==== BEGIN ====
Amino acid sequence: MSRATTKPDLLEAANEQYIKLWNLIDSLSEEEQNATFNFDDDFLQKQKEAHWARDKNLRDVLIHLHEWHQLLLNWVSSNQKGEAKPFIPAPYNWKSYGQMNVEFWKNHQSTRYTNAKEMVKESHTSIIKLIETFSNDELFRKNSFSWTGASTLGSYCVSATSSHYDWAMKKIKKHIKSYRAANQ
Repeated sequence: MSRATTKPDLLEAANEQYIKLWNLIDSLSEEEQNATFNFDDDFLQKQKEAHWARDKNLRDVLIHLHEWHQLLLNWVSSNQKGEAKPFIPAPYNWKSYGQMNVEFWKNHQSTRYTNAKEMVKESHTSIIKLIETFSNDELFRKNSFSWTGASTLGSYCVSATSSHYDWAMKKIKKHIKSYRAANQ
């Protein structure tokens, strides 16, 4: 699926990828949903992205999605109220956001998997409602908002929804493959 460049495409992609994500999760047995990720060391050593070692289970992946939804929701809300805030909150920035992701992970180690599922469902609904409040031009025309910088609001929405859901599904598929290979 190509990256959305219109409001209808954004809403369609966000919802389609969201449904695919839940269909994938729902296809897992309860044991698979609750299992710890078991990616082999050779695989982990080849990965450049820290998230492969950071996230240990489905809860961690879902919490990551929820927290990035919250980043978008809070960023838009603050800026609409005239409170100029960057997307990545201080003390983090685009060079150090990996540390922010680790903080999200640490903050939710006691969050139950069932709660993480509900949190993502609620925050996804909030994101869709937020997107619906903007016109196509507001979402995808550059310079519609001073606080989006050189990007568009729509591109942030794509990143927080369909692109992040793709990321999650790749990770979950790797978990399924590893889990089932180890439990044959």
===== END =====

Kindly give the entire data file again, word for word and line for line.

Amino acid sequence: MSRATTKPDLLEAANEQYIKLWNLIDSLSEEEQNATFNFDDDFLQKQKEAHWARDKNLRDVLIHLHEWHQLLLNWVSSNQKGEAKPFIPAPYNWKSYGQMNVEFWKNHQSTRYTNAKEMVKESHTSIIKLIETFSNDELFRKNSFSWTGASTLGSYCVSATSSHYDWAMKKIKKHIKSYRAANQ
Repeated sequence: MSRATTKPDLLEAANEQYIKLWNLIDSLSEEEQNATFNFDDDFLQKQKEAHWARDKNLRDVLIHLHEWHQLLLNWVSSNQKGEAKPFIPAPYNWKSYGQMNVEFWKNHQSTRYTNAKEMVKESHTSIIKLIETFSNDELFRKNSFSWTGASTLGSYCVSATSSHYDWAMKKIKKHIKSYRAANQ
């Protein structure tokens, strides 16, 4: 699926990828949903992205999605109220956001998997409602908002929804493959 460049495409992609994500999760047995990720060391050593070692289970992946939804929701809300805030909150920035992701992970180690599922469902609904409040031009025309910088609001929405859901599904598929290979 190509990256959305219109409001209808954004809403369609966000919802389609969201449904695919839940269909994938729902296809897992309860044991698979609750299992710890078991990616082999050779695989982990080849990965450049820290998230492969950071996230240990489905809860961690879902919490990551929820927290990035919250980043978008809070960023838009603050800026609409005239409170100029960057997307990545201080003390983090685009060079150090990996540390922010680790903080999200640490903050939710006691969050139950069932709660993480509900949190993502609620925050996804909030994101869709937020997107619906903007016109196509507001979402995808550059310079519609001073606080989006050189990007568009729509591109942030794509990143927080369909692109992040793709990321999650790749990770979950790797978990399924590893889990089932180890439990044959």